In the afternoon of July 20, 1936, along with Father Aramendia, they took refuge in the house of his sister Ramona, who was residing on Calle San Antonio in the city of Vic. The next day he returned to the community to celebrate mass. A few hours later came the ultimate expulsion of the community and he returned to his sister’s house with Father Aramendia. On the evening of the 21st, the news came that the Convent was burning. Father Puigdessens who had completed some writings, expressed the desire to go in search of other writings left in his cell. Father’s Aramendia and Puigdessens went to the Convent at great risk accompanied by the brother-in-law but the smoke and the fire prevented them from completing their purpose.
The next day, he showed his disappointment for not being able to celebrate Mass or praying the Divine Office. Ramona was able to get a breviary from the chaplain of the neighboring Church of La Soledad. He celebrated mass on the feast of St. James having taken all possible precautions, but as he was known by some neighbors, it proved to be problematic. While he was taking siesta, about a dozen armed militia arrived at the home asking for Fr. Puigdessens. After making inquiries and a investigation of two hours it was recommended that he think of changing his way of life, which he refused to deceive the people with masses and sermons. Above all, he was told not to change his address without notifying the Committee. So he was under the control of the revolutionaries.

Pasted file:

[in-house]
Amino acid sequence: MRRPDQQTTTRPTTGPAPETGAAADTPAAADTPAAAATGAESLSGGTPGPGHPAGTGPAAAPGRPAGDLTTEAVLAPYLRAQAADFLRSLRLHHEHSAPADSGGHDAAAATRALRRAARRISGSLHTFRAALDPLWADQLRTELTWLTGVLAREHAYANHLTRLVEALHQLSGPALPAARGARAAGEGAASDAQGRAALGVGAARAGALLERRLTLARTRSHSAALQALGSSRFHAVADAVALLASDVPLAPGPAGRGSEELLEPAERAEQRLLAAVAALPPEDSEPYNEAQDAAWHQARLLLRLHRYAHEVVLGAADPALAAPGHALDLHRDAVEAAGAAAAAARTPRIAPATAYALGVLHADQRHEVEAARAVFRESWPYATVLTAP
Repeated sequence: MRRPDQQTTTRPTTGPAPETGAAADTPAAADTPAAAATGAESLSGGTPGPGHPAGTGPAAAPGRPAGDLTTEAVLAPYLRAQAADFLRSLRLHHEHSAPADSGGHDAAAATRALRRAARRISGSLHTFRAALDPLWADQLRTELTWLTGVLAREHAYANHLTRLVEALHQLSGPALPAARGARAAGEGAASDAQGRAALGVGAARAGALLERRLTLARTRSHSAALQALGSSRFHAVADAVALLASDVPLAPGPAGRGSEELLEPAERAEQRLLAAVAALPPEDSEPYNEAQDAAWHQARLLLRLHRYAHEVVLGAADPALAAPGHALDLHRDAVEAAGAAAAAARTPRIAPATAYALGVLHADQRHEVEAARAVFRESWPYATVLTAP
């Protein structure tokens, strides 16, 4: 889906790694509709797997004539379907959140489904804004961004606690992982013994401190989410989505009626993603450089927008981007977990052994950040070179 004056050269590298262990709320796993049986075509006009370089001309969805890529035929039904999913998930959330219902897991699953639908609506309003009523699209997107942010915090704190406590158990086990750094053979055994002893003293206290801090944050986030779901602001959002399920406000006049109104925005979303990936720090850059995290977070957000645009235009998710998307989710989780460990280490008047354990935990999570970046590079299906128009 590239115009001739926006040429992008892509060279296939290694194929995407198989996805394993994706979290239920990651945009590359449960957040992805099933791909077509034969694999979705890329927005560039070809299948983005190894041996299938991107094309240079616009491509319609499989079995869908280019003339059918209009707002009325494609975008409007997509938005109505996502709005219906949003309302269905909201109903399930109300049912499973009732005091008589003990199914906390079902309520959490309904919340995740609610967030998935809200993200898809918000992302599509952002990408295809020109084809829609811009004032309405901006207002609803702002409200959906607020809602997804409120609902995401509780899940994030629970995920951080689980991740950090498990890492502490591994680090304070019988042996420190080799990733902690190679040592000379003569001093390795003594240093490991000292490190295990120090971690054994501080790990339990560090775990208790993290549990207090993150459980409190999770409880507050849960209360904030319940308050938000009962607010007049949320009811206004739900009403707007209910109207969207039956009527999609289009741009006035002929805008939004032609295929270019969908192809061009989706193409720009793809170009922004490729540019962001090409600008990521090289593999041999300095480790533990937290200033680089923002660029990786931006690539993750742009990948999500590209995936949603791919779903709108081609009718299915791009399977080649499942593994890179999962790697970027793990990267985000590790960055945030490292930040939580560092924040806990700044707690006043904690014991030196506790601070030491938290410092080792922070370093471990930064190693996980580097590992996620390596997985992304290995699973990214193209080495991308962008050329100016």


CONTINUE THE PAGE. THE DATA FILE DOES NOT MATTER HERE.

Fr. Puigdessens, aware that his former disciple Ventura Gassol, Minister of Culture of the Generalitat, was a representative of the Committee of Vic. So as to save his life, and regain some hope and he wrote a letter to thank him for his interest and explain his situation. At the same time requesting the chance to see him once he was released.
The days passed and the response from Ventura Gassol didn’t arrive and the Committee didn’t offer any guidance. The uncertainty of his expectation would be changed to prayers.
In the early hours of the morning on August 17th, there was a visit from the patrol. The reason or pretext was to find a suitcase that had been seen in the neighboring house. The suitcase appeared and the patrol continued with a fierce reaction which ended with the arrest of the priests. Then Ramona hugged her brother to keep him close to her and didn’t want to let go of him, which proved useless threats of the Reds. Fr. Puigdessens let go of her and said: let me go alone, I have to go.
He left the house between two militiants carrying rifles and then to the Town Hall, which was then Center of the Revolutionary Committee, with a car filled with Reds carrying the typewriter and the suitcases containing the writings and other objects of booty. Around 3:45 in the early morning, a mile and a half on the road from Manlleu, in front of the house called Manofre, Father Aramendia was shot.
He was buried in the cemetery of Vic.